I have an 11 year-old daughter who will be entering seventh grade next year. She was diagnosed with learning disabilities in first grade and is severely dysgraphic. While she has learned to write fairly well, it is still a struggle for her and her writing is hard to read. I’ve asked her special education teacher to work with her on handwriting because I want her to be able to write clearly. Her teacher thinks that we should just let her use the computer because handwriting is too difficult and frustrating. But I think it is important for my daughter to be able to write with pen and paper too. If she always uses a computer, won’t that make things more difficult for her later when she has to write things out? You can’t always use a computer for writing, and I’m worried about what she’ll do when she’s not in school anymore and her job might not make accommodations for her.
This is a sticky question and one that causes a fair bit of disagreement in special education. Many teachers wonder the same thing — they want students to develop legible handwriting to ease their way in the world outside of school, but they also want students to be able to write and express themselves without being hindered by their physical difficulties with writing. And many parents and teachers worry that a student’s hard-to-read handwriting will affect their ability to perform basic functions like writing down information on job applications, or filling out forms at the doctor’s office. After all, while many things can be done with a computer, much of the world is still dominated by pen and paper tasks.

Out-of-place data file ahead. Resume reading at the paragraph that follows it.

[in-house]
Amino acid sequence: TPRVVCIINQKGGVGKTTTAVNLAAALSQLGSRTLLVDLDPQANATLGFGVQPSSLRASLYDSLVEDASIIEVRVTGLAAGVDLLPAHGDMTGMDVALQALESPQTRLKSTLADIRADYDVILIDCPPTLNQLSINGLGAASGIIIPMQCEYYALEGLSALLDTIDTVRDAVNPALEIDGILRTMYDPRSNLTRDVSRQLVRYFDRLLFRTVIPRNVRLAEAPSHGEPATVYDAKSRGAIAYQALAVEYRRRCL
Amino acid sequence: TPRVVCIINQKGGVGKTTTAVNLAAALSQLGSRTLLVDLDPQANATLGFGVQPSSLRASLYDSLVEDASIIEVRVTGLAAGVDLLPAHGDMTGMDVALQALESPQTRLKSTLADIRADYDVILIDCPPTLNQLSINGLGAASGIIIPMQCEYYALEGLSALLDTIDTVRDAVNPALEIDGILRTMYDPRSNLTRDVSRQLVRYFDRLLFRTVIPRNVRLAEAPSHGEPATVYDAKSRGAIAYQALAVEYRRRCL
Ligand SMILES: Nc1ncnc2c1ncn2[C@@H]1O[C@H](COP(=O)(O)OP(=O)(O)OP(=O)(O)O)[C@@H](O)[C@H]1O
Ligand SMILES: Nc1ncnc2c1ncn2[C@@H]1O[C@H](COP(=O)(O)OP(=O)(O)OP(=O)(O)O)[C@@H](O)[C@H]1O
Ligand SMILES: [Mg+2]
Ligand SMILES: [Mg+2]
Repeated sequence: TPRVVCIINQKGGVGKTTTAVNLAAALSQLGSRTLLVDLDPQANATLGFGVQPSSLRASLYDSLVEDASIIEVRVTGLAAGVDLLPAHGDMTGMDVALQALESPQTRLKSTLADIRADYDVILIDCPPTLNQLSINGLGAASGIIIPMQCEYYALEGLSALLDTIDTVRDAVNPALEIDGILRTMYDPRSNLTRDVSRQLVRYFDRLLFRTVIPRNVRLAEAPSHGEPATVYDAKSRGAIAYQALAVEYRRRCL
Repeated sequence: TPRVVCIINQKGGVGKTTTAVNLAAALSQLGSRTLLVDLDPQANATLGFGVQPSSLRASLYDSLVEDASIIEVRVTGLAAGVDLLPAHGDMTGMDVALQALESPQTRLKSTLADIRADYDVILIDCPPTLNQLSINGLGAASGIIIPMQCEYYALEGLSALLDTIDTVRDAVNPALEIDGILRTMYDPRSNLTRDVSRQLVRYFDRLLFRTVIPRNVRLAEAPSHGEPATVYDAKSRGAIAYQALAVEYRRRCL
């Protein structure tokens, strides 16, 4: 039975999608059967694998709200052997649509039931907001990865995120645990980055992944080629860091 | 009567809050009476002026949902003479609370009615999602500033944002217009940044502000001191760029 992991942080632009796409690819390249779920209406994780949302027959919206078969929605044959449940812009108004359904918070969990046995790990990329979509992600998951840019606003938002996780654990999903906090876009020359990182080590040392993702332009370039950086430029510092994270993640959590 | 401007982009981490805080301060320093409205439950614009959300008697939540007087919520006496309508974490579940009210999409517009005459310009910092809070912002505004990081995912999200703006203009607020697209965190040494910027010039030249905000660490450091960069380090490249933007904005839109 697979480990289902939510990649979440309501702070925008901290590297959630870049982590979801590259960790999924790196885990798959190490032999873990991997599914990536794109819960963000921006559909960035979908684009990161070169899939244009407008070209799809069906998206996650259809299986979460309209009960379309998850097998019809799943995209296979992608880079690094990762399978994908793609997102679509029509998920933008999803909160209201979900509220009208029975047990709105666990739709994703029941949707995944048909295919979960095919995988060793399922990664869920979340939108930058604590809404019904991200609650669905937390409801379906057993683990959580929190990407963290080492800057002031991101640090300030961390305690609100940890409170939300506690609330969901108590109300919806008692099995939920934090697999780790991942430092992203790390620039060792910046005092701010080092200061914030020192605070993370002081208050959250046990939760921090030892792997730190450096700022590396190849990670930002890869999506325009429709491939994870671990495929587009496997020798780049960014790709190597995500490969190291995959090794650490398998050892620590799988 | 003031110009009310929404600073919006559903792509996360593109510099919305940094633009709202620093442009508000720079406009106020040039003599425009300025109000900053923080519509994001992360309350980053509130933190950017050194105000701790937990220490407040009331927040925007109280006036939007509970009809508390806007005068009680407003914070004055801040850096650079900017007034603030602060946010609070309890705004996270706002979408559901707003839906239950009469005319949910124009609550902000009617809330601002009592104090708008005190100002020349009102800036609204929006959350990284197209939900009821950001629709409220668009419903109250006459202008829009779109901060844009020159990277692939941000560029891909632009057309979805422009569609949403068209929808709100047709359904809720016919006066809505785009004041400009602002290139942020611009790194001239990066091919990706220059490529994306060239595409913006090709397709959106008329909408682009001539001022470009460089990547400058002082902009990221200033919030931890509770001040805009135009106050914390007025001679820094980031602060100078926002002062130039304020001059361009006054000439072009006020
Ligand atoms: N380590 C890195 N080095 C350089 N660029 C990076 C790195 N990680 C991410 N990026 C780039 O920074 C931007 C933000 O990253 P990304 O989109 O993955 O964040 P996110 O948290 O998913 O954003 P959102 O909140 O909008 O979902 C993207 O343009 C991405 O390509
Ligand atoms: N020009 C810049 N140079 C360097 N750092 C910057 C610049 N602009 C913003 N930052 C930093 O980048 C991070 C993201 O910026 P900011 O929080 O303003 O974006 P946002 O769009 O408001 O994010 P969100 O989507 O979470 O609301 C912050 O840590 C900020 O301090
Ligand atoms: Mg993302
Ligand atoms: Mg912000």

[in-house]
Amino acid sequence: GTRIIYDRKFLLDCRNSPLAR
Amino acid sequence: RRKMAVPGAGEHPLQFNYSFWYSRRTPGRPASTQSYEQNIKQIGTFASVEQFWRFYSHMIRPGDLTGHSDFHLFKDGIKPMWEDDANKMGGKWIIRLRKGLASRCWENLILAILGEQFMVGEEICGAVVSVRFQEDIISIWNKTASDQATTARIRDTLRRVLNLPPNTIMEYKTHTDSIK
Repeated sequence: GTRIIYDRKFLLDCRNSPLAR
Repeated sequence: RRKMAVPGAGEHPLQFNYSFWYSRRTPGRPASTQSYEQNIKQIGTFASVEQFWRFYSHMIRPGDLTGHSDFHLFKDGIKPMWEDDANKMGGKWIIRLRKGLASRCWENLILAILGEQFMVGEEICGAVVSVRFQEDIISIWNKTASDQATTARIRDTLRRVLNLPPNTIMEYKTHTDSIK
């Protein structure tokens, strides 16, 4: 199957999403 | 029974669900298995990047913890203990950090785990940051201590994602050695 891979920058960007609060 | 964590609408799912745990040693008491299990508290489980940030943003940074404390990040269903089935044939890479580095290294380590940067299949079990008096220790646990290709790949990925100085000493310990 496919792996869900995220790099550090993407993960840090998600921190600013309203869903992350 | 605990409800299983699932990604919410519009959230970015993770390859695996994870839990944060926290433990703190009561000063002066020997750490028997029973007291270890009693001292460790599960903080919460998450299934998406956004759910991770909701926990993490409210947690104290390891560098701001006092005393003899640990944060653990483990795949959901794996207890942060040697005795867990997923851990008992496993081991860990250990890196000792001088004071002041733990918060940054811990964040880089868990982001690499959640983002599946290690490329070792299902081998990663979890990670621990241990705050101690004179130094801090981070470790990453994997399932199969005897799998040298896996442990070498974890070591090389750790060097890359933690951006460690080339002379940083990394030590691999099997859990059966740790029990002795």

There isn’t an easy answer to any of these questions. As with any technology tool used to assist students with disabilities, there is a concern that an ‘assistive” tool may be used as a crutch . If a student always uses a calculator for math tasks, will they ever understand the underlying math? In the case of a dysgraphic student, it might be helpful to look at the tasks your daughter is being asked to do and what the goal is. If the goal is simply for your daughter to be able to write basic information as clearly as she can (her name and address for example), then handwriting instruction may be beneficial. However, if the goal is for your daughter to be able to use writing to express her ideas, demonstrate knowledge, or tell a story, then her difficulties with handwriting are making the writing process unnecessarily difficult. Perhaps a balanced approach will work best for your daughter. Try to find simple ways to eliminate the need for some handwriting tasks. Portable keyboards/laptops like the AlphaSmart can also be a good solution.
Such products are small and light and easy to take from class to class. Other options might include speech-to-text software to allow your daughter to more easily commit her thoughts and ideas to ‘paper”. Check out the Tech Matrix to search for different speech-to-text programs and possibly word prediction programs, depending on your daughter’s needs.
You may want to check out this article on writing with technology by Richard Wanderman about his experiences with dyslexia and dysgraphia and how computers have affected his writing.